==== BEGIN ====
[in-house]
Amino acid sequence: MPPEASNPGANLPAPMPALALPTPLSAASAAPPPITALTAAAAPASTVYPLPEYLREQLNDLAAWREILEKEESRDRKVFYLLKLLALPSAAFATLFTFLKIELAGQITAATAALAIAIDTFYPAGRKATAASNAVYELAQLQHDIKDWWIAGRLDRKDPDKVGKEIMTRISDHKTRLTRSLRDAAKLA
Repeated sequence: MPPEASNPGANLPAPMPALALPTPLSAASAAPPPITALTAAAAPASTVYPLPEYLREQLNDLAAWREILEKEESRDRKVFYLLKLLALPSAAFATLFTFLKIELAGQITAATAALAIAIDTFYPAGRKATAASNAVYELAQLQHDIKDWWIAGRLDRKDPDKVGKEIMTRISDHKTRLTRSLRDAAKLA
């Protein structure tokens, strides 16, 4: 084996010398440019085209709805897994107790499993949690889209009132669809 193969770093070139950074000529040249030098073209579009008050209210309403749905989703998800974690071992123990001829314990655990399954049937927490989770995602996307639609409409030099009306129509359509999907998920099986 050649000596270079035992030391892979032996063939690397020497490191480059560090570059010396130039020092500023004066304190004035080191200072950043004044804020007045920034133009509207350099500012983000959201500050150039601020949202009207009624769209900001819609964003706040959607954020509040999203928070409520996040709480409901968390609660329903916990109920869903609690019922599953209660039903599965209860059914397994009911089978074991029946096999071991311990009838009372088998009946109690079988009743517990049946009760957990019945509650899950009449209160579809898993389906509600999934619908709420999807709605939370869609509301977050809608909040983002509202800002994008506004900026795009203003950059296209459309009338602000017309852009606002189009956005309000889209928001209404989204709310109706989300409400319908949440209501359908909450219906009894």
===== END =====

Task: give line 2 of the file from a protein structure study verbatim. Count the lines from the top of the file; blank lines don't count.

Amino acid sequence: MPPEASNPGANLPAPMPALALPTPLSAASAAPPPITALTAAAAPASTVYPLPEYLREQLNDLAAWREILEKEESRDRKVFYLLKLLALPSAAFATLFTFLKIELAGQITAATAALAIAIDTFYPAGRKATAASNAVYELAQLQHDIKDWWIAGRLDRKDPDKVGKEIMTRISDHKTRLTRSLRDAAKLA